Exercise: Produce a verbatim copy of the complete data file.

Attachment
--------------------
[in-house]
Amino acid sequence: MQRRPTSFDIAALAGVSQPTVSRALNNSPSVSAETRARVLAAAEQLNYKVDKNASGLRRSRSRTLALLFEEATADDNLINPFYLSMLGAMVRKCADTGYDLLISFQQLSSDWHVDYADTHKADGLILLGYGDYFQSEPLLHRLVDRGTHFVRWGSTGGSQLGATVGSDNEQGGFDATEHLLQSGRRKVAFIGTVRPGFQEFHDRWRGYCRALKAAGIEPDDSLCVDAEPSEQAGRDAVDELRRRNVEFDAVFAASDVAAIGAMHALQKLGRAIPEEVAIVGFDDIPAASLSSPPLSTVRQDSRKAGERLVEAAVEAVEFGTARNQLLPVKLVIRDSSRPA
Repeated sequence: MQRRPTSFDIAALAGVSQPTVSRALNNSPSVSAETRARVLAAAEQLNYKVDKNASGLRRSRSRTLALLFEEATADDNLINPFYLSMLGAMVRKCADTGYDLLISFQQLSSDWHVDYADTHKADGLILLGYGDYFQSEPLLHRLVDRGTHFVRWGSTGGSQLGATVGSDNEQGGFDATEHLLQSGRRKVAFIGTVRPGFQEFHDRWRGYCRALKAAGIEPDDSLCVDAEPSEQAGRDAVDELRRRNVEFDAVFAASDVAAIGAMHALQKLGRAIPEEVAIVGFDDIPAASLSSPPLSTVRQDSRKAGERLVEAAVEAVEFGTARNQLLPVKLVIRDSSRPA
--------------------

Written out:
[in-house]
Amino acid sequence: MQRRPTSFDIAALAGVSQPTVSRALNNSPSVSAETRARVLAAAEQLNYKVDKNASGLRRSRSRTLALLFEEATADDNLINPFYLSMLGAMVRKCADTGYDLLISFQQLSSDWHVDYADTHKADGLILLGYGDYFQSEPLLHRLVDRGTHFVRWGSTGGSQLGATVGSDNEQGGFDATEHLLQSGRRKVAFIGTVRPGFQEFHDRWRGYCRALKAAGIEPDDSLCVDAEPSEQAGRDAVDELRRRNVEFDAVFAASDVAAIGAMHALQKLGRAIPEEVAIVGFDDIPAASLSSPPLSTVRQDSRKAGERLVEAAVEAVEFGTARNQLLPVKLVIRDSSRPA
Repeated sequence: MQRRPTSFDIAALAGVSQPTVSRALNNSPSVSAETRARVLAAAEQLNYKVDKNASGLRRSRSRTLALLFEEATADDNLINPFYLSMLGAMVRKCADTGYDLLISFQQLSSDWHVDYADTHKADGLILLGYGDYFQSEPLLHRLVDRGTHFVRWGSTGGSQLGATVGSDNEQGGFDATEHLLQSGRRKVAFIGTVRPGFQEFHDRWRGYCRALKAAGIEPDDSLCVDAEPSEQAGRDAVDELRRRNVEFDAVFAASDVAAIGAMHALQKLGRAIPEEVAIVGFDDIPAASLSSPPLSTVRQDSRKAGERLVEAAVEAVEFGTARNQLLPVKLVIRDSSRPA